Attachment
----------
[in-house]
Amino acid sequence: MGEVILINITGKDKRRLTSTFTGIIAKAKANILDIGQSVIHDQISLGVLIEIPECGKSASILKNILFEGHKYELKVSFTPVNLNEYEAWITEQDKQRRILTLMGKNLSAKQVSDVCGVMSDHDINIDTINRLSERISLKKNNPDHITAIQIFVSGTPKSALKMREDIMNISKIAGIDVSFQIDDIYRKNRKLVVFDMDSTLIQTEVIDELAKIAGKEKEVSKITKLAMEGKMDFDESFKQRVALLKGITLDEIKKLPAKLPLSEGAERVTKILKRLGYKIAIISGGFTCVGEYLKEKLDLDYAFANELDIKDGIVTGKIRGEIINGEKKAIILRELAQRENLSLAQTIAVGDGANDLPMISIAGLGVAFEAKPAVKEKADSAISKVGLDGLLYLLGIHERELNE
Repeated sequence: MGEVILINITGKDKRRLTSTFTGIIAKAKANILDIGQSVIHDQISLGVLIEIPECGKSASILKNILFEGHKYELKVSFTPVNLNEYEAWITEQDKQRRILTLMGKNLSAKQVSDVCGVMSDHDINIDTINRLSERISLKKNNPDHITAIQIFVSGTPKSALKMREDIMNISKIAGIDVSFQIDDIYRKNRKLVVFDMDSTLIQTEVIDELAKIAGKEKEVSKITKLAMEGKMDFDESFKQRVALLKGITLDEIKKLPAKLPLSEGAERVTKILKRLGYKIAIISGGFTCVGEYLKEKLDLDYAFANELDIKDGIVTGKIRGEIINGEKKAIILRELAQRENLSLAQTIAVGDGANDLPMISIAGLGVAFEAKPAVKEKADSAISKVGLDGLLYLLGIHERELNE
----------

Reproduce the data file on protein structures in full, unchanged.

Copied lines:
[in-house]
Amino acid sequence: MGEVILINITGKDKRRLTSTFTGIIAKAKANILDIGQSVIHDQISLGVLIEIPECGKSASILKNILFEGHKYELKVSFTPVNLNEYEAWITEQDKQRRILTLMGKNLSAKQVSDVCGVMSDHDINIDTINRLSERISLKKNNPDHITAIQIFVSGTPKSALKMREDIMNISKIAGIDVSFQIDDIYRKNRKLVVFDMDSTLIQTEVIDELAKIAGKEKEVSKITKLAMEGKMDFDESFKQRVALLKGITLDEIKKLPAKLPLSEGAERVTKILKRLGYKIAIISGGFTCVGEYLKEKLDLDYAFANELDIKDGIVTGKIRGEIINGEKKAIILRELAQRENLSLAQTIAVGDGANDLPMISIAGLGVAFEAKPAVKEKADSAISKVGLDGLLYLLGIHERELNE
Repeated sequence: MGEVILINITGKDKRRLTSTFTGIIAKAKANILDIGQSVIHDQISLGVLIEIPECGKSASILKNILFEGHKYELKVSFTPVNLNEYEAWITEQDKQRRILTLMGKNLSAKQVSDVCGVMSDHDINIDTINRLSERISLKKNNPDHITAIQIFVSGTPKSALKMREDIMNISKIAGIDVSFQIDDIYRKNRKLVVFDMDSTLIQTEVIDELAKIAGKEKEVSKITKLAMEGKMDFDESFKQRVALLKGITLDEIKKLPAKLPLSEGAERVTKILKRLGYKIAIISGGFTCVGEYLKEKLDLDYAFANELDIKDGIVTGKIRGEIINGEKKAIILRELAQRENLSLAQTIAVGDGANDLPMISIAGLGVAFEAKPAVKEKADSAISKVGLDGLLYLLGIHERELNE